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Debate at the intersection of business, technology and culture in the world of digital identity, both commercial and government, a blog born from the Digital Identity Forum in London and sponsored by Consult Hyperion



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« July 2006 | Main | September 2006 »

7 posts from August 2006

That whole trust thing

By davebirch posted Aug 29 2006 at 6:05 PM

[Dave Birch] A survey from the not-entirely-disinterested American Bankers Association says that US consumers trust banks far more than anyone else (including the government) to look after their identity.  It's certainly been discussed enough -- the idea that banks might become identity brokers of some description -- and it has always seemed to me that it's not a crazy idea.  Further, some leading banks actually set up a consortium to do just this a few years ago.  That consortium, Identrus, has become IdenTrust.  If trust is the one intangible commodity banks possess that rises above anything non-bank rivals might have, and with digital certificates and digital signatures once again been seen as the general solution to the identity problem, then perhaps its day has come.

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The chat room paradox

By davebirch posted Aug 26 2006 at 10:20 AM

[Dave Birch] Chat rooms are a great place to start thinking about digital identity. Especially where children are concerned. I started thinking about this again while I was dipping into the privacy vs. anonymity debate that is swirling around our corner of the Internet yet again. If we (ie, the digital identity illuminati) can solve the chat room problem, then we'll really have achieved something.

Chat rooms were in the news recently because UK users of Windows Live Messenger or MSN Messenger can now click a new button in the chat application to contact police with reports of suspicious behavior and instances of inappropriate sexual conduct online (eg, any mention of having viewed Celebrity Love Island). But how do you know who was being "inappropriate"?

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Barclays to tighten online banking security

By davebirch posted Aug 21 2006 at 10:04 PM

[Dave Birch] Barclays Bank is going to issue hand-held chip card readers to all of its 1.6 million active online banking customers to tighten security and combat identity theft.  The calculator-sized two-factor authentication devices will be distributed throughout 2007.  They will be based on reader specifications developed by the banking industry body APACS.  As a Barclays customer for nearly three decades, I'm looking forward to getting mine.

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Fantasy panel

By davebirch posted Aug 16 2006 at 10:52 AM

[Dave Birch]  A couple of weeks ago the House of Commons Select Committee on Science and Technology released the report of its investigation into the handling of scientific advice with respect to the UK's proposed national identity card.  This brought me the traditional 15 seconds of fame, as I was one of the six non-government witnesses examined by the committee.  Anyway, the chairman of the committe, Mr. Phil Willis  M.P., has kindly agreed to come along to the Forum in November to take part in the "Fantasy National ID Card" expert panel.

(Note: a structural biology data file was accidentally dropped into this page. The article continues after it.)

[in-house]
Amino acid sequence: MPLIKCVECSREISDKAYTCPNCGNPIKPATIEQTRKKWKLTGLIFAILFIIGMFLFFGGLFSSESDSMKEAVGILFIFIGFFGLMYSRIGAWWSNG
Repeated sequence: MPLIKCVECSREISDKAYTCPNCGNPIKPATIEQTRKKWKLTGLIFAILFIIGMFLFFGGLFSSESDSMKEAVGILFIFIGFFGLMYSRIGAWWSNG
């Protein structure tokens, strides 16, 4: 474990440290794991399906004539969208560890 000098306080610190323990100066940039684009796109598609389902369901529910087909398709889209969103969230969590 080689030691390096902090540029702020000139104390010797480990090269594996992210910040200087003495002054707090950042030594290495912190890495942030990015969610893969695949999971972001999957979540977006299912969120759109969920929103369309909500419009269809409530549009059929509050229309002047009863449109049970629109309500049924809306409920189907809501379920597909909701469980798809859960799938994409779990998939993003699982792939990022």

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Insurers Study Implanting RFID Chips in Patients

By davebirch posted Aug 15 2006 at 10:52 AM

[Dave Birch] Hackensack University Medical Center and Horizon Blue Cross Blue Shield of New Jersey are recruiting volunteers to have an RFID device implanted under the skin. The chips, made by VeriChip Corporation, will contain a 16-digit identifying number that can be used to bring up medical and family contact information stored electronically in a database. The chips will be tested in patients with chronic conditions who are more likely to need care in hospital emergency rooms.

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The ID computer debate

By davebirch posted Aug 11 2006 at 8:14 AM

[Dave Birch] Over the past couple of years, I've become convinced that one reason for the sterility of the debate about identity cards in the UK -- which is, of course, one of the most important digital identity initiatives there's likely to be here -- is that "cards" is fundamentally the wrong name.  By calling the identity computers of tomorrow "cards", we stunt the thinking and set in place a group of metaphors that lead less technical persons (eg, politicians) to create the wrong infrastructure, an infrastructure that looks backward to centralised databases, closed networks and pieces of cardboard.  So what can the ID computers of tomorrow do that the ID cards of the past could not?  And why does a privacy-sensitive person such as myself think that ID computers are a good idea?

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Cloning e-passports

By davebirch posted Aug 4 2006 at 3:51 PM

[Stuart Fiske] Because of the CHYP Electronic Passport Interoperability Service, we've already had a few calls about today's Wired News story on the cloning of e-passports.   But what exactly is this story about?  Is it about uncrackable e-passports being broken open by hackers?  Or is it about someone reading the specifications and discovering that e-passports work as they are supposed to?

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